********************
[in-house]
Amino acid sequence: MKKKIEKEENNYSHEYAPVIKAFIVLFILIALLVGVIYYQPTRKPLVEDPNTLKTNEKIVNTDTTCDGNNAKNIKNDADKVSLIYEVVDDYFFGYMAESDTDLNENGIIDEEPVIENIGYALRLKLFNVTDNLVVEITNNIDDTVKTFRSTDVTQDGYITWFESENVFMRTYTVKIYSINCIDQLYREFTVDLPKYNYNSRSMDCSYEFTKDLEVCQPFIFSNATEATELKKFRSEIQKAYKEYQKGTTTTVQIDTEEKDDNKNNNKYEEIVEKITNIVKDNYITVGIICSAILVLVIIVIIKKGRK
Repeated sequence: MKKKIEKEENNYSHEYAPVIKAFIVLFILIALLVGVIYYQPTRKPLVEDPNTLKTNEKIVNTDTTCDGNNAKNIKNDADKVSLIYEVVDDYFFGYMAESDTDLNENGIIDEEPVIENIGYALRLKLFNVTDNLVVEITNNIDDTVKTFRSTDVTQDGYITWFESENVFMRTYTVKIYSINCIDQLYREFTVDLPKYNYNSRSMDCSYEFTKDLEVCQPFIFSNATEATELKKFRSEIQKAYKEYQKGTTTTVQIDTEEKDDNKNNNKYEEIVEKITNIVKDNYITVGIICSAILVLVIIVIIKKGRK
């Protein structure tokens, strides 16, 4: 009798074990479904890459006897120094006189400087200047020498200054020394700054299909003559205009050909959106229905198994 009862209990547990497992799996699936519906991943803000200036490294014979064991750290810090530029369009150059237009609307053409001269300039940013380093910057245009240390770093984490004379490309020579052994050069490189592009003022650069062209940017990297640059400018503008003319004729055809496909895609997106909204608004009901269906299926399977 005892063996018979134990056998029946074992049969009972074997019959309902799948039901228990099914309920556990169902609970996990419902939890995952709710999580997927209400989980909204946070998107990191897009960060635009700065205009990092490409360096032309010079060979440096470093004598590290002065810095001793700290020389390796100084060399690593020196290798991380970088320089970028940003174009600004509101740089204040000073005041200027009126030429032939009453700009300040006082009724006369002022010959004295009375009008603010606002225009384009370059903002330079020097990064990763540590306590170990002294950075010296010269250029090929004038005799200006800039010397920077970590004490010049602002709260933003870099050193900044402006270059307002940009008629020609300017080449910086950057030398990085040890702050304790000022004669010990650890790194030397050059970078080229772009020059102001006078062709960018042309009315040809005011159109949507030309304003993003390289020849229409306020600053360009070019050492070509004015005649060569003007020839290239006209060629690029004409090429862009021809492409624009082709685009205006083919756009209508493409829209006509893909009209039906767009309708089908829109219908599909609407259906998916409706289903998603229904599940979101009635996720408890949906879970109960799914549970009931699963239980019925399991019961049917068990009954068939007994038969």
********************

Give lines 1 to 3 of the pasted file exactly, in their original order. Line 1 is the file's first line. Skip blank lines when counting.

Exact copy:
[in-house]
Amino acid sequence: MKKKIEKEENNYSHEYAPVIKAFIVLFILIALLVGVIYYQPTRKPLVEDPNTLKTNEKIVNTDTTCDGNNAKNIKNDADKVSLIYEVVDDYFFGYMAESDTDLNENGIIDEEPVIENIGYALRLKLFNVTDNLVVEITNNIDDTVKTFRSTDVTQDGYITWFESENVFMRTYTVKIYSINCIDQLYREFTVDLPKYNYNSRSMDCSYEFTKDLEVCQPFIFSNATEATELKKFRSEIQKAYKEYQKGTTTTVQIDTEEKDDNKNNNKYEEIVEKITNIVKDNYITVGIICSAILVLVIIVIIKKGRK
Repeated sequence: MKKKIEKEENNYSHEYAPVIKAFIVLFILIALLVGVIYYQPTRKPLVEDPNTLKTNEKIVNTDTTCDGNNAKNIKNDADKVSLIYEVVDDYFFGYMAESDTDLNENGIIDEEPVIENIGYALRLKLFNVTDNLVVEITNNIDDTVKTFRSTDVTQDGYITWFESENVFMRTYTVKIYSINCIDQLYREFTVDLPKYNYNSRSMDCSYEFTKDLEVCQPFIFSNATEATELKKFRSEIQKAYKEYQKGTTTTVQIDTEEKDDNKNNNKYEEIVEKITNIVKDNYITVGIICSAILVLVIIVIIKKGRK